Instead, the goalkeeping situation was dire. Femi was shipped back to New England for Bobby Shuttleworth. Shuttleworth was on the bench for the first match and most of the Snow Bowl (until John Alvbage went down injured.) He hasn’t looked back. While not perfect, Shuttleworth has been a solid stopper for the Loons. And at the very least, given the fans reason to feel comfortable about the goalkeeping situation.
Overall, I would say that the Expansion Draft was a success. Sure, on one hand, only one of these players is still on the team. But on the other hand, the other four players were each traded for players that have each become key contributors for MNUFC. I would grade the Expansion Draft a solid A-, but hey, what do I know?
I understand how hypocritical it is of me to judge those that grade the NFL draft the hour after it is done and now I am going to judge MNUFC’s draft. But hey, at least I gave it five months right? The Loons entered the draft with 4 picks (first overall, 23rd, 25th, and 67th.) After a couple trades, the Loons ended with...4 picks.
Abu is coming along. The first overall pick started the season with an injury and it has hindered his progression. But as the season has gone on and Abu has been given more chances, he is showing flashes of talent that made him the right pick. He has yet to find the back of the net, but it has to be coming soon.
Comparatively, we here at E Pluribus Loonum thought that there were two ways to go with the first pick, Danladi or Duke’s Jeremy Ebobisse. Both players seemed to have the potential to be gamechanging forwards. Ebobisse ended up in a good situation with the Portland Timbers, but has since been loaned to Portland Timbers 2.
Grade: B, but looks set to skyrocket
2017 was not a strong year for the goalkeeping position. MNUFC selected Alec Ferrell out of Wake Forest 23rd overall. Ferrell is not on the roster, but MNUFC retains the rights.
Honestly, it does not seem like a great pick on the face, but Ferrell was dealing with a preexisting injury. And a quick google seach of the next three goalkeepers taken does not paint a great picture.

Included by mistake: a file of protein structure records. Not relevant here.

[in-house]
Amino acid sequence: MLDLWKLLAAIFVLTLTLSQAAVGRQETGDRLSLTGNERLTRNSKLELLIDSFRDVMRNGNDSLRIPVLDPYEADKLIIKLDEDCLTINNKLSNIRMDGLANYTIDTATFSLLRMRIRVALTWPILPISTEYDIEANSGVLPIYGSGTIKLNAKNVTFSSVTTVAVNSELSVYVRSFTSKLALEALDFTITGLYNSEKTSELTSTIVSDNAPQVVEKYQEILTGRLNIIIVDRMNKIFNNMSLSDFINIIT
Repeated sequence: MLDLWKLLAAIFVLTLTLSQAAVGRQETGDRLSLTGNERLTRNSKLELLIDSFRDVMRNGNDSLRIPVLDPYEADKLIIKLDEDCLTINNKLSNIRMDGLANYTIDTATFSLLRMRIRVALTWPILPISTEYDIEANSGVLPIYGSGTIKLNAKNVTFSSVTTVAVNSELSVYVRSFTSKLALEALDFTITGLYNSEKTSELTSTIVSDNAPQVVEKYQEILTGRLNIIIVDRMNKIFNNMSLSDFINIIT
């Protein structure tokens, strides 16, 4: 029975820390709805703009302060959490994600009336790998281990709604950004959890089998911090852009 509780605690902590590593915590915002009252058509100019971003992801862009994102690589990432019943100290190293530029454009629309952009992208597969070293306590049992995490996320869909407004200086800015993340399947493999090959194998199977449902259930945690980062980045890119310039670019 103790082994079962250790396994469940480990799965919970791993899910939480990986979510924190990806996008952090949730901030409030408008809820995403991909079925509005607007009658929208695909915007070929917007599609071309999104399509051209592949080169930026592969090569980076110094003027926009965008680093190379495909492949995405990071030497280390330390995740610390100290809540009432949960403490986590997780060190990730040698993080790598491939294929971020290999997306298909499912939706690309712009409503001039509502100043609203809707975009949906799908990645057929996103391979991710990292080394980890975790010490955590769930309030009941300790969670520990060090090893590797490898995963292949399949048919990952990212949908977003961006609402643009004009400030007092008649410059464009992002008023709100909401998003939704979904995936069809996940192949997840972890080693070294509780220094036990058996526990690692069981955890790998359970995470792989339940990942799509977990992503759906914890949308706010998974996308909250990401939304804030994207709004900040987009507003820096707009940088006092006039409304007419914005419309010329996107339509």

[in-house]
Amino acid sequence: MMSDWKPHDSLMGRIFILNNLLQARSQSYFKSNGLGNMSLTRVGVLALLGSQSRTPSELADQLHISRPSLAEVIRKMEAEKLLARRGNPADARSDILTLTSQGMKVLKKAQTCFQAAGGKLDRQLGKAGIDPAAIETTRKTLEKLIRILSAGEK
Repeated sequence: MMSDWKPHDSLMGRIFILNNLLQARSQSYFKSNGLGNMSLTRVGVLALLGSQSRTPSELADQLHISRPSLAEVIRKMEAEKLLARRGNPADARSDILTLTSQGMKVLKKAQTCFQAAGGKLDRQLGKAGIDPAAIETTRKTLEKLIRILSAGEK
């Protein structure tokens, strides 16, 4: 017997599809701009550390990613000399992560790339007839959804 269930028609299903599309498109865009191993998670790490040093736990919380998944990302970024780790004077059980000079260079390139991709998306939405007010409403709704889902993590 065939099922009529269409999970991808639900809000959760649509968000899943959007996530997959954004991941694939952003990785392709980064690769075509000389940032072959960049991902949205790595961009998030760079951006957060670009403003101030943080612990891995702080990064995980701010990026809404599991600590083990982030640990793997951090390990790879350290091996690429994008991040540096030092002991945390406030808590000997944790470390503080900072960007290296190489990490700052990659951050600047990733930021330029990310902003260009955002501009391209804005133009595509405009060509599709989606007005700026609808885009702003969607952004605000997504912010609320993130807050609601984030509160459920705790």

Hopefully, Ferrell can still pan out.
Grade: Incomplete because he is still young.
Thomas de Villardi
After MNUFC traded out of their 25th overall selection, the team traded back into the second round to select University of Delaware defender, Thomas de Villardi. Again, this is not a fair assessment as de Villardi has been injury plagued since being drafted.
De Villardi underwent successful surgery on his Achilles. He was signed to a contract, but will be out this season.
Grade: Eh, grading drafts is pointless
And with the 1st pick of the fourth and final round, MNUFC picked Indiana University midfielder, Tanner Thompson. Like Ferrell, Thompson was not signed to the team, but the team retains the rights.
Thompson has sinced joined Indy Eleven in the NASL. And he does not seem to mind. Maybe this pick will end up being a steal.
Grade: Pshhh, I don’t know. A good effort?
So, overall, the SuperDraft was exactly what would be expected. The rookies are needing some time to adjust to the level of MLS. Abu seems poised to breakout and really if he pans out, that will make this draft a success.
When it comes to starting a team, drafting is not an exact science. The front office did well with the Expansion Draft (if only after a couple of trades,) and Abu seems poised to make this SuperDraft look like a success. For an expansion franchise, the best way to build the team is to take advantage of the Expansion Draft. Hopefully, the rookies will pan given time.
What do you think of my assessment? Am I too lenient? Too harsh? Let us know, below?